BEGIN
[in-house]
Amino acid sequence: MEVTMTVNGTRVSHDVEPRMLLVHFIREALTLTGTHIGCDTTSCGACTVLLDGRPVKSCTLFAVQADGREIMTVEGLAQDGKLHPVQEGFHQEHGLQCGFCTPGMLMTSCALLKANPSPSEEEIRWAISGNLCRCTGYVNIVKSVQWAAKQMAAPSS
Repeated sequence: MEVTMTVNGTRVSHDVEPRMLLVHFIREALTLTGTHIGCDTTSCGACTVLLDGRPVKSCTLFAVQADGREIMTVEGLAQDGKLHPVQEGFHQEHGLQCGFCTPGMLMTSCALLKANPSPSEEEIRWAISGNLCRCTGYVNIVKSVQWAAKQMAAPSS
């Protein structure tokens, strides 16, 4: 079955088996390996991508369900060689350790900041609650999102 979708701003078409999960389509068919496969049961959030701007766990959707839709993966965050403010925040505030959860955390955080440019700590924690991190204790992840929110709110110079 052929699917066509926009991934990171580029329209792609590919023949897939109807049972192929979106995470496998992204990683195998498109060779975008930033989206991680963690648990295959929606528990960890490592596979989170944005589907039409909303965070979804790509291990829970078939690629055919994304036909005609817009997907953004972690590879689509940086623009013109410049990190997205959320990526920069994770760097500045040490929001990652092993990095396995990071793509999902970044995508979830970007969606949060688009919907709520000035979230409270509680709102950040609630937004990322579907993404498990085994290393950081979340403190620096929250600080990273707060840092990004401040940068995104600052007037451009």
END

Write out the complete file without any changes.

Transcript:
[in-house]
Amino acid sequence: MEVTMTVNGTRVSHDVEPRMLLVHFIREALTLTGTHIGCDTTSCGACTVLLDGRPVKSCTLFAVQADGREIMTVEGLAQDGKLHPVQEGFHQEHGLQCGFCTPGMLMTSCALLKANPSPSEEEIRWAISGNLCRCTGYVNIVKSVQWAAKQMAAPSS
Repeated sequence: MEVTMTVNGTRVSHDVEPRMLLVHFIREALTLTGTHIGCDTTSCGACTVLLDGRPVKSCTLFAVQADGREIMTVEGLAQDGKLHPVQEGFHQEHGLQCGFCTPGMLMTSCALLKANPSPSEEEIRWAISGNLCRCTGYVNIVKSVQWAAKQMAAPSS
């Protein structure tokens, strides 16, 4: 079955088996390996991508369900060689350790900041609650999102 979708701003078409999960389509068919496969049961959030701007766990959707839709993966965050403010925040505030959860955390955080440019700590924690991190204790992840929110709110110079 052929699917066509926009991934990171580029329209792609590919023949897939109807049972192929979106995470496998992204990683195998498109060779975008930033989206991680963690648990295959929606528990960890490592596979989170944005589907039409909303965070979804790509291990829970078939690629055919994304036909005609817009997907953004972690590879689509940086623009013109410049990190997205959320990526920069994770760097500045040490929001990652092993990095396995990071793509999902970044995508979830970007969606949060688009919907709520000035979230409270509680709102950040609630937004990322579907993404498990085994290393950081979340403190620096929250600080990273707060840092990004401040940068995104600052007037451009």